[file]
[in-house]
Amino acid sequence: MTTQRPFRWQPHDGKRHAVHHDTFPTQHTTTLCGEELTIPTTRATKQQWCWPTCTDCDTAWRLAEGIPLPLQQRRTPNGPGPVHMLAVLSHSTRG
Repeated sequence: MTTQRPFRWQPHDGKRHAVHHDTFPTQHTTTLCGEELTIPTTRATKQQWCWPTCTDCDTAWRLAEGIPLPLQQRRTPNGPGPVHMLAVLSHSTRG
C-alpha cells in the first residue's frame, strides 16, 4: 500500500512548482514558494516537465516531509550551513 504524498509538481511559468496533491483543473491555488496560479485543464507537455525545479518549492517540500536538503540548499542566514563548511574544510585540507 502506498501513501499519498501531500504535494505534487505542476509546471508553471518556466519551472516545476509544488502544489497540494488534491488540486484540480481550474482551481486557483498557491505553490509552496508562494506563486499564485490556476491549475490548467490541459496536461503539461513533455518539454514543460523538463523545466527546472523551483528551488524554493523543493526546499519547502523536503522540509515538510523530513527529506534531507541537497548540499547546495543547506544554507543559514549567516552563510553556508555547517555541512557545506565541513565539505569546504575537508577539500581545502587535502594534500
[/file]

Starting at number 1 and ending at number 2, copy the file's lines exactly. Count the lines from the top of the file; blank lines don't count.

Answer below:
[in-house]
Amino acid sequence: MTTQRPFRWQPHDGKRHAVHHDTFPTQHTTTLCGEELTIPTTRATKQQWCWPTCTDCDTAWRLAEGIPLPLQQRRTPNGPGPVHMLAVLSHSTRG